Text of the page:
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If two instrument variables (for example $Z_1$ and $Z_2$) are both exogenous and relevant. And we found Wu-Hausman test fails to reject the $H_0$: Both IV regression and OLS are consistent. When we want to report the OLS result:

We have two options: $$(1) Y = X_1 + X_2 + ... + Z_1 + Z_2 + e $$ $$(2) Y = X_1 + X_2 + ... + e $$ Is there any compulsory reasons that $Z_1 + Z_2$ need to be in the equation? Thanks very much!

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The null hypothesis of the Wu-Hausman test is that both estimators are consistent. When you use statistical tests, you either reject the null, or you fail to reject the null, but you cannot accept the null. Therefore, you cannot use the result of this test to support the claim that the OLS is consistent.

An example for this is that, if you use weak instruments and the precision of your IV estimator is poor, you will frequently end up with a Wu-Hausman test that fails to reject the null hypothesis. This happens not because the point estimates are close, but because the standard error of the IV estimator is large.

Look at both the OLS and the IV estimates, and in particular, look at their precisions. If they are imprecise, that might explain why the test does not reject the null. If both are very precise (and close to each other), then you have no reason not to report it, because it is an interesting result. In general, my advice would be to report both the OLS (without including $Z_1$ and $Z_2$ among the regressors) and the IV estimate results (as well as the result of the Wu-Hausman test).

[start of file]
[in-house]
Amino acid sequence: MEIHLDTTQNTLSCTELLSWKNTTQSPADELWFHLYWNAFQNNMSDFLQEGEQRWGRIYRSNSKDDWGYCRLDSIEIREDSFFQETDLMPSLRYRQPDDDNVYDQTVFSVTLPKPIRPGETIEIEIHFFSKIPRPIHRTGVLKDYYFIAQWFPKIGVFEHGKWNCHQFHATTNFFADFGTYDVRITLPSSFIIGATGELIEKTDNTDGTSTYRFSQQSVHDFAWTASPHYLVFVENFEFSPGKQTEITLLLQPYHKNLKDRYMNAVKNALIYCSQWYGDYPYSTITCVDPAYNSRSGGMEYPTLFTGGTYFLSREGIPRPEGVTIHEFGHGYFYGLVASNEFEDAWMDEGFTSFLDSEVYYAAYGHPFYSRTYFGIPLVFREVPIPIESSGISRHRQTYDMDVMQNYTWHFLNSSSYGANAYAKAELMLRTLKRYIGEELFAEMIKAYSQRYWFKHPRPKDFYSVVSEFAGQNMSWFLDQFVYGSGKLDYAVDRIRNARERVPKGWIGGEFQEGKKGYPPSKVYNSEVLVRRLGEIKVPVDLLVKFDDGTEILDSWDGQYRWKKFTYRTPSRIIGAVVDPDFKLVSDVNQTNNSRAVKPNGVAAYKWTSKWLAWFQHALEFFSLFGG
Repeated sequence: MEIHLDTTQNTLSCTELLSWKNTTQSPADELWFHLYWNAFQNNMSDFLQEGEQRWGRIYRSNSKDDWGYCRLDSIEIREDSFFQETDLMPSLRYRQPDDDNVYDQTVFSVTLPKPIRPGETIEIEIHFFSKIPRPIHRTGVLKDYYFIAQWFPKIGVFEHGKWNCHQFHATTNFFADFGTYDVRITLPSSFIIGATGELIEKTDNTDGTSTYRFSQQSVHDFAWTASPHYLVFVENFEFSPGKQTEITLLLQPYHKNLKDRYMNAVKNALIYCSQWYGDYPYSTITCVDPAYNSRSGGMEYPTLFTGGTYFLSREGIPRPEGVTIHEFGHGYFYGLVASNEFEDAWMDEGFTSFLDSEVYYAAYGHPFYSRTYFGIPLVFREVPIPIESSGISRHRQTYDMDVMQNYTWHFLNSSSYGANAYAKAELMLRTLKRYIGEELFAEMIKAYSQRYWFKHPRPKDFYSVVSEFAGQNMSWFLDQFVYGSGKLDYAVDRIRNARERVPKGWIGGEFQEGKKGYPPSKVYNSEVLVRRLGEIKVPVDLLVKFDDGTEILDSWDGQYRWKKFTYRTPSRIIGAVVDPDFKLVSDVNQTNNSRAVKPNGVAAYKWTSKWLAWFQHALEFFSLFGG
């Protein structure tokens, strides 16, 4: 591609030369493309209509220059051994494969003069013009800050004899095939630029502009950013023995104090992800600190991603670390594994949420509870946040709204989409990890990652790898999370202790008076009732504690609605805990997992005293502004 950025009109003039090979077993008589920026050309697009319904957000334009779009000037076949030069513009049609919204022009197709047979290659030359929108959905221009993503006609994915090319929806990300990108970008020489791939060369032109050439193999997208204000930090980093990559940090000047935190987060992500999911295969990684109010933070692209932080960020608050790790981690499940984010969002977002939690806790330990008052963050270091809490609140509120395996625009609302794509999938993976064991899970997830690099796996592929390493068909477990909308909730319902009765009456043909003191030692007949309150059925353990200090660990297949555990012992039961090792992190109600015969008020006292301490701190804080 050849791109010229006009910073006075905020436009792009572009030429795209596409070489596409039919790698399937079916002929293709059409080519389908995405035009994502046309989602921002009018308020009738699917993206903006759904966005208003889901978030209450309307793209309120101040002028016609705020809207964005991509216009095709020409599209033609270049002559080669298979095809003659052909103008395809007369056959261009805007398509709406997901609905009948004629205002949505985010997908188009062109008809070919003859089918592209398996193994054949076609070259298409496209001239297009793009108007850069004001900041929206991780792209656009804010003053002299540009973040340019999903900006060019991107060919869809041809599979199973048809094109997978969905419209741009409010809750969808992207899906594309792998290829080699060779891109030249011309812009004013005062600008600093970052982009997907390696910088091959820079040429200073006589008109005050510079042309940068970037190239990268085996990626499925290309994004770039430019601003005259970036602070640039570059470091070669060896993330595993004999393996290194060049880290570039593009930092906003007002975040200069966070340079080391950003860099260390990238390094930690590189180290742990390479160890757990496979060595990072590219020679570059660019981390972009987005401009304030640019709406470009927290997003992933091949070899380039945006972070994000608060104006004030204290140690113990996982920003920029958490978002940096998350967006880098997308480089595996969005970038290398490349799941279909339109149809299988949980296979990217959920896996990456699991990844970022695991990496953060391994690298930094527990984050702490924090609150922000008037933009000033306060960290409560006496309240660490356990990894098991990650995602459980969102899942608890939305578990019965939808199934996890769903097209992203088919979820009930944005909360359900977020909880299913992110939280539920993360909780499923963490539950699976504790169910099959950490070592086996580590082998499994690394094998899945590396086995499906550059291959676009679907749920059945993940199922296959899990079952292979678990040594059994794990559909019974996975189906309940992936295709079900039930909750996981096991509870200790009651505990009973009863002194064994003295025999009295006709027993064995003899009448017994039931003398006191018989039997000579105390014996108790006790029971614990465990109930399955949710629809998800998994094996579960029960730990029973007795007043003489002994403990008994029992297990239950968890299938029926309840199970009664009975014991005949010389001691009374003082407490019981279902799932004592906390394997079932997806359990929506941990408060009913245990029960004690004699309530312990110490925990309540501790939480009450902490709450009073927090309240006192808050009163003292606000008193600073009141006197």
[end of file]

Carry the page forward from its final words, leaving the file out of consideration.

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  • $\begingroup$ Thanks very much, Roland for the answer. To be more rigorous, if the Wu-Hausman test fails to reject the null that the OLS is consistent, should we still need to include the instrument variable, which is a strong instrument, as a control variable in the OLS? $\endgroup$ – Ray Yang Sep 13 '18 at 0:48
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    $\begingroup$ The WH test works under the assumption that the IV estimator is consistent, therefore it is equivalent to say that it tests that the OLS is consistent or that both are consistent. As I state above, you may fail to reject the null because of a lack of power, in which case point estimates of OLS and IV do not need to be very close. My advice (as above): no, don't get rid of the IV estimate, show both. $\endgroup$ – Roland Sep 13 '18 at 7:55
  • $\begingroup$ Hi Roland, Thanks for the clarification. As I've re-edited the question, should we include the IVs as control variables in the OLS when we want to report the OLS result? $\endgroup$ – Ray Yang Sep 13 '18 at 17:04
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    $\begingroup$ Hi Ray, Thanks for clarifying the question, I understand better now. The usual practice would be not to include $Z_1$ and $Z_2$ in the OLS regression. I'll edit the answer to make this clear. $\endgroup$ – Roland Sep 13 '18 at 22:21

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